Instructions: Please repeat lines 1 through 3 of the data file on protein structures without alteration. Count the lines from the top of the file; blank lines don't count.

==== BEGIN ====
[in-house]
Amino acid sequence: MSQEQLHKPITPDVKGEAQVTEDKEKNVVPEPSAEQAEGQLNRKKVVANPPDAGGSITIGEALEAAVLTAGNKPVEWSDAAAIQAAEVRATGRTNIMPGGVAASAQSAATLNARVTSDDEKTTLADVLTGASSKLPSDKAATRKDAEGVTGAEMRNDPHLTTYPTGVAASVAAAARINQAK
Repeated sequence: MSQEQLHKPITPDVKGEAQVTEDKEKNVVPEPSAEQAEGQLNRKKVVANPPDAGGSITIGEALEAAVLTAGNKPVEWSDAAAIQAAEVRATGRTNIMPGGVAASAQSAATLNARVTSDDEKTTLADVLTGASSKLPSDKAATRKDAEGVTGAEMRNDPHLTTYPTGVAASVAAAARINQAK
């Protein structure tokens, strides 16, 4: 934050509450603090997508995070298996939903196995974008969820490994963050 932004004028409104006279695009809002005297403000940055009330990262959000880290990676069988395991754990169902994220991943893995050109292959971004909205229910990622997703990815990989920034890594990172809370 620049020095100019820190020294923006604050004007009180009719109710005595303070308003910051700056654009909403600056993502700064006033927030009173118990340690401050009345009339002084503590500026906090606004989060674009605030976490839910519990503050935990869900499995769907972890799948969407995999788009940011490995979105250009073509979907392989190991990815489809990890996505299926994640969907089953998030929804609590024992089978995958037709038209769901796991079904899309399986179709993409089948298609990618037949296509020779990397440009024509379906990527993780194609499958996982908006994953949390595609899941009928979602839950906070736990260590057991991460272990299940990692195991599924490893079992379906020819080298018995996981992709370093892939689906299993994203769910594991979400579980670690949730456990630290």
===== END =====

[in-house]
Amino acid sequence: MSQEQLHKPITPDVKGEAQVTEDKEKNVVPEPSAEQAEGQLNRKKVVANPPDAGGSITIGEALEAAVLTAGNKPVEWSDAAAIQAAEVRATGRTNIMPGGVAASAQSAATLNARVTSDDEKTTLADVLTGASSKLPSDKAATRKDAEGVTGAEMRNDPHLTTYPTGVAASVAAAARINQAK
Repeated sequence: MSQEQLHKPITPDVKGEAQVTEDKEKNVVPEPSAEQAEGQLNRKKVVANPPDAGGSITIGEALEAAVLTAGNKPVEWSDAAAIQAAEVRATGRTNIMPGGVAASAQSAATLNARVTSDDEKTTLADVLTGASSKLPSDKAATRKDAEGVTGAEMRNDPHLTTYPTGVAASVAAAARINQAK